The use of microfluorometric method for activity-guided isolation of antiplasmodial compound from plant extracts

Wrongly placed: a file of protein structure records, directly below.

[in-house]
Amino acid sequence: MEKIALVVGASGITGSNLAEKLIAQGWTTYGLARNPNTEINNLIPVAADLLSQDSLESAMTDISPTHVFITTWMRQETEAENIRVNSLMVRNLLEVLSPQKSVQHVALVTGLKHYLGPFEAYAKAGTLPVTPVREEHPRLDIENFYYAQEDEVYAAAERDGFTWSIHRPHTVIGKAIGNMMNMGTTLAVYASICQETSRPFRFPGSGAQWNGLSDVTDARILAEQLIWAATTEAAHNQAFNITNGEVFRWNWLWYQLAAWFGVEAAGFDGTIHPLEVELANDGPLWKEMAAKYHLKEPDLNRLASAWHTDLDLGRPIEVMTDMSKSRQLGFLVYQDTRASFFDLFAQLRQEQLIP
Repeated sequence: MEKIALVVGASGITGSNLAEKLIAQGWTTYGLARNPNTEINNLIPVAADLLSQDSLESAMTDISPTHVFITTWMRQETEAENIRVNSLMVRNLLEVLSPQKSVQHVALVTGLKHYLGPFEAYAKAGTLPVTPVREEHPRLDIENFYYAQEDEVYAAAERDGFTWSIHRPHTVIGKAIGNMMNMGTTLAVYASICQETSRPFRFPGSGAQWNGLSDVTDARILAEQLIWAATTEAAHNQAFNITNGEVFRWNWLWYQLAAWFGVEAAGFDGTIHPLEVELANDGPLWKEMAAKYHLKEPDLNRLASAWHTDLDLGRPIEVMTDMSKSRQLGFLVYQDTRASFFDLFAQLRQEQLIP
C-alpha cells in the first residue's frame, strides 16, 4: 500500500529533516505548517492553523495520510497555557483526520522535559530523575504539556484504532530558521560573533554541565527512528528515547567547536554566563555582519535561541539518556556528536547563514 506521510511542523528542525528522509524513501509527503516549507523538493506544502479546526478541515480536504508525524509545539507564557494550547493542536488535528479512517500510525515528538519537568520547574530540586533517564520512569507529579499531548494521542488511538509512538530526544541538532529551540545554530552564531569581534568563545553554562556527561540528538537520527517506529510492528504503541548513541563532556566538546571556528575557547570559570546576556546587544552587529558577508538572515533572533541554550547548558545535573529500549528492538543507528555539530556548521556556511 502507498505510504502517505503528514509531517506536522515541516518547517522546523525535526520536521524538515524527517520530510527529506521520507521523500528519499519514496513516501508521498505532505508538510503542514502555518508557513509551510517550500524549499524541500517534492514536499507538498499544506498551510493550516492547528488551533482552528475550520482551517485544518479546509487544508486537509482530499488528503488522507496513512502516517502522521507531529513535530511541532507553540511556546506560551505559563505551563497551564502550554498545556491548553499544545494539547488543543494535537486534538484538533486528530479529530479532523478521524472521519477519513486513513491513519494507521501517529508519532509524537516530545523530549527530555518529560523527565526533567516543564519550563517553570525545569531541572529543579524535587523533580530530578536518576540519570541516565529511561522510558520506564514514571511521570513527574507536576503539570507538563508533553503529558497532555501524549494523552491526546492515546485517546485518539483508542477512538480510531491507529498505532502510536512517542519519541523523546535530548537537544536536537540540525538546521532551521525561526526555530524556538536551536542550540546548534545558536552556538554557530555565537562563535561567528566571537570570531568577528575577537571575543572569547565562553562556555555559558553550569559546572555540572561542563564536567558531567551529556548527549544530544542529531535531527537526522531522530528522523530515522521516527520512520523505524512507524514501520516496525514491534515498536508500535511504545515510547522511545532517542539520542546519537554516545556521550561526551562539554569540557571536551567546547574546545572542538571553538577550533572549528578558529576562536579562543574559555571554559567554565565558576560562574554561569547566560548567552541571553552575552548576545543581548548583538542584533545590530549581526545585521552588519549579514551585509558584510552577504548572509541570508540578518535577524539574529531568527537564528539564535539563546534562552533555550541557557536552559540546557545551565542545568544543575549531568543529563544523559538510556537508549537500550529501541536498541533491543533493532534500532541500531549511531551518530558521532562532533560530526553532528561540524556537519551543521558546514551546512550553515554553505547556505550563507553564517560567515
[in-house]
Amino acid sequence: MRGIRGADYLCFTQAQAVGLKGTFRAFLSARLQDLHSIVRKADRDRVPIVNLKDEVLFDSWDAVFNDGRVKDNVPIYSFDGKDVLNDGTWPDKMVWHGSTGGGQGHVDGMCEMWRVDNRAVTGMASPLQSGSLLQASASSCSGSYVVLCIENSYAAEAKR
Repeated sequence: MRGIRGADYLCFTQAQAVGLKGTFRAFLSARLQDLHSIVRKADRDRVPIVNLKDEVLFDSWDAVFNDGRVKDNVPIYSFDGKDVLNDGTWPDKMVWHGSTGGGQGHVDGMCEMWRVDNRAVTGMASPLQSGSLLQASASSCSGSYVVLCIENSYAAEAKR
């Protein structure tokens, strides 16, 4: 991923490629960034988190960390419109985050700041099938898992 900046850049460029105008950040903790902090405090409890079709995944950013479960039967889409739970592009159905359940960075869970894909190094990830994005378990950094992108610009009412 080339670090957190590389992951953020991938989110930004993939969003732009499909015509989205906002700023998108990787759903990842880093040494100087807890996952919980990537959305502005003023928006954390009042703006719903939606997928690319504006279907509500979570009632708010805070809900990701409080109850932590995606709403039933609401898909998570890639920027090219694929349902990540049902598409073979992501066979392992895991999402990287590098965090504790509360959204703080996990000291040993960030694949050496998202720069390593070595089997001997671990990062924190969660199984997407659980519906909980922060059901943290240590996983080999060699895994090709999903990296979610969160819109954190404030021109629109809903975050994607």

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In vitro antiplasmodial activity of methanolic extracts of 16 medicinal plants was evaluated by fluorometric assay using PicoGreen. The IC50s, as determined by parasite DNA concentration, ranged from <11 to >200 and <13 to >200 μg/ml for Plasmodium falciparum 3D7 and K1, respectively; and the most active extracts were those from Anogeissus leiocarpus and Terminalia avicennoides (<11–≥14 μg/ml). Aqueous, butanolic, ethyl acetate, and methanolic fractions of these two extracts revealed butanolic fraction to have a relatively better activity (IC50, 10–12 μg/ml). Activity-guided chromatographic separation of the butanolic fraction on Sephadex LH-20 followed by nuclear magnetic resonance and correlation high-performance liquid chromatography revealed the presence of known hydrolysable tannins and some related compounds—castalagin, ellagic acid, flavogallonic acid, punicalagin, terchebulin, and two other fractions. The IC50s of all these compounds ranged between 8–21 μg/ml (8–40 μM) against both the strains. Toxicity assay with mouse fibroblasts showed all the extracts and isolated compounds to have IC50 ≥ 1500 μg/ml, except for Momordica balsamina with <1500 μg/l. All the extracts and isolated compounds did not affect the integrity of human erythrocyte membrane at the observed IC50s. However, adverse effects manifest in a concentration-dependent fashion (from IC50 ≥ 500 μg/ml).